Let’s all come together to mark another successful year for the Massey College Book Club – one full of great reads, engaging conversations, and sharing ideas.
The Annual Book Club Gala — usually a sit-down dinner! — is moving online this year for An Evening with Senior Fellow Margaret Atwood in Conversation with Writer-in-Residence Susan Swan – they will discuss The Testaments by livestream. The evening will be hosted and moderated by Senior Fellow Professor Lily Cho, the Incoming Chair of the Massey Book Club Committee. Junior Fellow Jennifer Tran will perform Sonata in A Major for Violin and Piano, IV. Allegretto poco mosso by César Franck and Principal Nathalie Des Rosiers will welcome our viewers to Massey.
This event is free and open to all – share the link to invite your friends! To register your attendance, please click here and follow the instructions.
Margaret Atwood, whose work has been published in more than forty-five countries, is the author of more than fifty books of fiction, poetry, critical essays, and graphic novels. Her latest novel, The Testaments, is a co-winner of the 2019 Booker Prize. It is the long-awaited sequel to The Handmaid’s Tale, now an award-winning TV series. Her other works of fiction include Cat’s Eye, finalist for the 1989 Booker Prize; Alias Grace, which won the Giller Prize in Canada and the Premio Mondello in Italy; The Blind Assassin, winner of the 2000 Booker Prize; The MaddAddam Trilogy; and Hag-Seed. She is the recipient of numerous awards, including the Peace Prize of the German Book Trade, the Franz Kafka International Literary Prize, the PEN Center USA Lifetime Achievement Award, and the Los Angeles Times Innovator’s Award. She lives in Toronto.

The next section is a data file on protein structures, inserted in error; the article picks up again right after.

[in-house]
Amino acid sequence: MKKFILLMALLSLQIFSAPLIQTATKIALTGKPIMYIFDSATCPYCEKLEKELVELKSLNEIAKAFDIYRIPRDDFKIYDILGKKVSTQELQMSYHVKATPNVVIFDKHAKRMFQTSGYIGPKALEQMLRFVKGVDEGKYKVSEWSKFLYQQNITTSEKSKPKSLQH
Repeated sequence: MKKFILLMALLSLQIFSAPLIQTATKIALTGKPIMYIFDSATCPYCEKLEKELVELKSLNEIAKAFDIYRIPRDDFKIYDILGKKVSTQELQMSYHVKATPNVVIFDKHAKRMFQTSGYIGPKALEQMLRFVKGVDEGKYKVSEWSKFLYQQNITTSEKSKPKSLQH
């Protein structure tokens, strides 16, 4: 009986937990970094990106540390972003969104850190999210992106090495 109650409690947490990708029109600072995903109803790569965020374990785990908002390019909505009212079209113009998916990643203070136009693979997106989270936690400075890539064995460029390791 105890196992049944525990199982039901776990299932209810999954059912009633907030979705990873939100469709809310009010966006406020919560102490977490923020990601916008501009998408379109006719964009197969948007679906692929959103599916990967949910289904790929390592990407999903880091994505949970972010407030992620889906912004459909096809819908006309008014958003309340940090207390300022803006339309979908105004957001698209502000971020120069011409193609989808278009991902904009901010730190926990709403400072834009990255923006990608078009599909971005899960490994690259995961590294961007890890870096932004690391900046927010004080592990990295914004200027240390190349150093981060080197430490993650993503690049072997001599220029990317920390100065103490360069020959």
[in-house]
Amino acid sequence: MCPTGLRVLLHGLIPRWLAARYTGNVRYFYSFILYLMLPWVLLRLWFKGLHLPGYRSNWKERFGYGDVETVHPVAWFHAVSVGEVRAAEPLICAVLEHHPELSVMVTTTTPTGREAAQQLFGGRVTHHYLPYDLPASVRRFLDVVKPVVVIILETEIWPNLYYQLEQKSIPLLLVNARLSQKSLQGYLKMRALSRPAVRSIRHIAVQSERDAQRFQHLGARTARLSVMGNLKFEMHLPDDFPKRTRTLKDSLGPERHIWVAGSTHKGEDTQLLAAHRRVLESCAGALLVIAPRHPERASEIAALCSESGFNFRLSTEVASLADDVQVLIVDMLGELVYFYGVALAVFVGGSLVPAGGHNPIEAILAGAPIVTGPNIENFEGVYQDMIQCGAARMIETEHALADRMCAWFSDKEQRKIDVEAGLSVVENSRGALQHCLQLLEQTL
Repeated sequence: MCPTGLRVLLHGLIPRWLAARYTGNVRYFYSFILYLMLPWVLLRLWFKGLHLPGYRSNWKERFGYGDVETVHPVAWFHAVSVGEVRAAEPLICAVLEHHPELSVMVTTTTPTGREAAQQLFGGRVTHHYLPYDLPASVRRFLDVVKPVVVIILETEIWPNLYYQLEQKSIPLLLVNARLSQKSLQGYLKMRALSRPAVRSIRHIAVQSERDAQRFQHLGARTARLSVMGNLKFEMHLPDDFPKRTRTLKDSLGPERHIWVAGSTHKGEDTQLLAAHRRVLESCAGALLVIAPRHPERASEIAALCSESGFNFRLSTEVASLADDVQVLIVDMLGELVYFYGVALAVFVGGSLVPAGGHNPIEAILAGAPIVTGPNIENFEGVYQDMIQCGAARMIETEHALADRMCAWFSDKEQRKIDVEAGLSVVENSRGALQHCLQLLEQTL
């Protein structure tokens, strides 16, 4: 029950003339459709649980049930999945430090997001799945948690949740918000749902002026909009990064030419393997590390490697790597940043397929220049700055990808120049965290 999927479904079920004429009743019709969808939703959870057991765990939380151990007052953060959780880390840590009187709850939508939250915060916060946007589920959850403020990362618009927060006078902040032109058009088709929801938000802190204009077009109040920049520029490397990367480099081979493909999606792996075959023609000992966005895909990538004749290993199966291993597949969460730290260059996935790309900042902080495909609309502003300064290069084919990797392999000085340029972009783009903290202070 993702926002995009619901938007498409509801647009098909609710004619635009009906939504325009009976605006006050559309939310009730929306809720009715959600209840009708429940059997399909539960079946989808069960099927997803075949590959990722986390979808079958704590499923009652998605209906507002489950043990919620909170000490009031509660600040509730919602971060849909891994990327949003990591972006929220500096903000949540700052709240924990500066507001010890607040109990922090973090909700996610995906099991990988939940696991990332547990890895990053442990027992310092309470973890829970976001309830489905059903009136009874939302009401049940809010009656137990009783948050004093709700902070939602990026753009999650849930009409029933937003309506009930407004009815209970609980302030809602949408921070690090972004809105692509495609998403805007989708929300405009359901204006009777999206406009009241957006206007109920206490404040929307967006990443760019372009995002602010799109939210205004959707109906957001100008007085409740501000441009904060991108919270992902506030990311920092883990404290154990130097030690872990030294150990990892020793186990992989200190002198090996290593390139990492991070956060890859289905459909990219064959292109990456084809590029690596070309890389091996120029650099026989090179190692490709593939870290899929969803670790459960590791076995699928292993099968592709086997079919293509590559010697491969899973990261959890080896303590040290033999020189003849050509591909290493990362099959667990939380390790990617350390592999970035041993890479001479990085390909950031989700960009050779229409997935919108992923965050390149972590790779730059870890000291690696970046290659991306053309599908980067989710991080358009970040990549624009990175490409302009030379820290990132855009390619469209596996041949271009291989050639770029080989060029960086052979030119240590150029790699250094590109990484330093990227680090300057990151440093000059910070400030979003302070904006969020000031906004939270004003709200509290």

Novelist, teacher, activist and journalist, Susan Swan‘s impact on the Canadian literary and political scene has been far reaching. Her critically acclaimed fiction has been published in eighteen countries and translated into eight languages. This year Swan published her eighth book of fiction, The Dead Celebrities Club, described in the Globe and Mail as “a tale of greed, hubris and fraud…a financial fable worthy of the age.” Swan’s 2012 novel, The Western Light, was a prequel to The Wives of Bath, her international bestseller made into the feature film Lost and Delirious, which premiered at Sundance and was shown in 32 countries. Her 2004 novel What Casanova Told Me was a finalist for the Commonwealth Writers’ Prize. Her award winning first novel, The Biggest Modern Woman of the World, about a Canadian giantess who exhibited with P.T. Barnum is currently being made into a television series. Swan is a retired Humanities professor from York University. She was York’s Robarts Scholar for Canadian Studies in 1999-2000. As chair of The Writers’ Union of Canada in 2008, she brought in a new benefits deal for writers. She is the co founder of The Carol Shields Prize for Fiction, an annual award that is open to Canadian and American women fiction writers, starting in 2022. She has just finished her term as writer-in-residence at Massey College. The residency is sponsored by the University of Toronto’s English Department. Film and audio clips of students reading from their stories in Swan’s workshop are up on Facebook under the title Writer-in-Residence 2020.
Lily M Cho is an Associate Professor and the Associate Dean, Global & Community Engagement in the Department of English at York University’s Faculty of Liberal Arts & Professional Studies. Her research focuses on diasporic subjectivity within the fields of cultural studies, postcolonial literature and theory, and Asian North American and Canadian literature. She recently co-edited Human Rights and the Arts: Perspectives on Global Asia with Susan Henders (York, Political Science). This book rethinks the contexts and subjects of human rights by taking its lead from writers, artists, filmmakers, and dramatists in Asia and the Asian diaspora. Her book, Eating Chinese: Culture on the Menu in Small Town Canada, examines the relationship between Chinese restaurants and Canadian culture. Her SSHRC-funded project, Mass Capture: Chinese Head Tax and the Making of Non-Citizens in Canada, focuses on Chinese Canadian head tax certificates known as “C.I. 9’s.” These certificates mark one of the first uses of identification photography in Canada. Drawing from this archive, her research explores the relationship between citizenship, photography, and anticipation as a mode of agency.